Now I admit that I use drills in the shop on wood only, with some bamboo thrown in for good measure. But when I need to purchase another set, it won’t be the ones in a red plastic box. In fact I am so unhappy with the design of the box, I won’t tell the name.

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Tool making

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Carving on a flute

Well hello to all of you who stop by here to see what is happening in my shop. In the morning we were out rounding up some parts from the home improvement stores. So with me having this “flute fever” we have been looking at some of the video’s that are out there for you to see.

One flute maker “blue bear flutes” has some exceptional videos that you really need to go see if you think you might want to make a flute or just buy one of his kits to do it yourself.

One of the interesting things is that the holes near the top of the flute need to be square. Now making a square hold can be done many ways, but the way Blue Bear Flutes does it is to burn the holes. So I need to make me a burning tool also.

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Making a tool work

So I found an old tool that went in what I think they call a “bit and brace.” Its this crank like thing that used to bore a hole in the wood. Well the bit already has a square shank that will a little metal work would do just fine.

So the hole is supposed to be just 1/4 of an inch. So I cut the shank down to that size and next time I’m in the shop we will heat up the tool and take it for a test run. Of course we need to already have some size hole already drilled. So now we get to play with some fire in a round about way.

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river cane or bamboo

As luck would have it I found some river cane at the 99 cent stores of all places. So I grabbed a few pieces to take this flute making for a test ride in a different direction. Now I need to go back and watch some videos and take some notes.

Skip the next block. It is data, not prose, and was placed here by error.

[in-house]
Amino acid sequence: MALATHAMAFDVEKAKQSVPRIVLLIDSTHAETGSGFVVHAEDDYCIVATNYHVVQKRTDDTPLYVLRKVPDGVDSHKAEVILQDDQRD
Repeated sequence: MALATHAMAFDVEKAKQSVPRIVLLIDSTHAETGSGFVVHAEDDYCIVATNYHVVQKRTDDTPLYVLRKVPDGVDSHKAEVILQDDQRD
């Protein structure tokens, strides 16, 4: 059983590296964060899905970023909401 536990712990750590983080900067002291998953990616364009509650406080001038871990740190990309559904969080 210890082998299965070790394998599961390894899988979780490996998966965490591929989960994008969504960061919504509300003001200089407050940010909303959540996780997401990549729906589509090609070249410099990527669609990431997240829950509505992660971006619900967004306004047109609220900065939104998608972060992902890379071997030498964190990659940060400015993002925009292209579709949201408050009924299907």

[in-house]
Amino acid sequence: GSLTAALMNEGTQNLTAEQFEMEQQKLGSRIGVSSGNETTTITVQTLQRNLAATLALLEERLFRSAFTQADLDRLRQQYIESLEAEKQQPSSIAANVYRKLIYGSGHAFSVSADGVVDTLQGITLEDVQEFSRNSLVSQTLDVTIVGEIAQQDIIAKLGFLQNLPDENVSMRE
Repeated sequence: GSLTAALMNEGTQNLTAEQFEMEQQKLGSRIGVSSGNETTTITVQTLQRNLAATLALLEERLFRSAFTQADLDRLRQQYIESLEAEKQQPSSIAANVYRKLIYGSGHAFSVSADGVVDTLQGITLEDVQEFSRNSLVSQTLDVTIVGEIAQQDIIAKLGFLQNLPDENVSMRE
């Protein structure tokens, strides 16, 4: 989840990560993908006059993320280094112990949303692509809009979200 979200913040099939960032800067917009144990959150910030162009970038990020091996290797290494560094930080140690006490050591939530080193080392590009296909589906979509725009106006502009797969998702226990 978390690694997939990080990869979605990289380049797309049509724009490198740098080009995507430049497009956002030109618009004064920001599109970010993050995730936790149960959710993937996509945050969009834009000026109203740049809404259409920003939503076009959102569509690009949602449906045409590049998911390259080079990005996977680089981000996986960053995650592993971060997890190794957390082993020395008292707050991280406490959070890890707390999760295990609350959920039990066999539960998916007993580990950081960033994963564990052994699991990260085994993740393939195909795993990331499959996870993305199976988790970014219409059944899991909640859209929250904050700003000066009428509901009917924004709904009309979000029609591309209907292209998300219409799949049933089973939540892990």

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Eagle Flute Ground-work

So with it being a Monday, I thought it might be time for an up date on how the “eagle flute” is moving along.

As you remember the aromatic ceder wood had a split that occurred when the flute was either transported or as the wood dried it just checked. So it was lucky that the split did not upset the finger holes, as this is a 6 hole flute.

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5 hole flute

Yes I know I normally make 5, but why not be a little different?

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Adding wood to the flute

So I now have the extra wood drilled and glued in place. It was time to decided as to what I wanted to carve there. So why not carve an eagle head with its mouth open?

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the pattern

So the pattern could be transferred to both sides of the flute for aligning, we decided to carve a cardboard (matt-board) template first. So once we had the lines drawn, all we had to do was cut out what part we did not want.

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drawing the pattern

Then we just transferred the pattern to the end of the flute. So with a well placed drill to start things off we will be carving the eagle head.

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Like grapes?

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First flute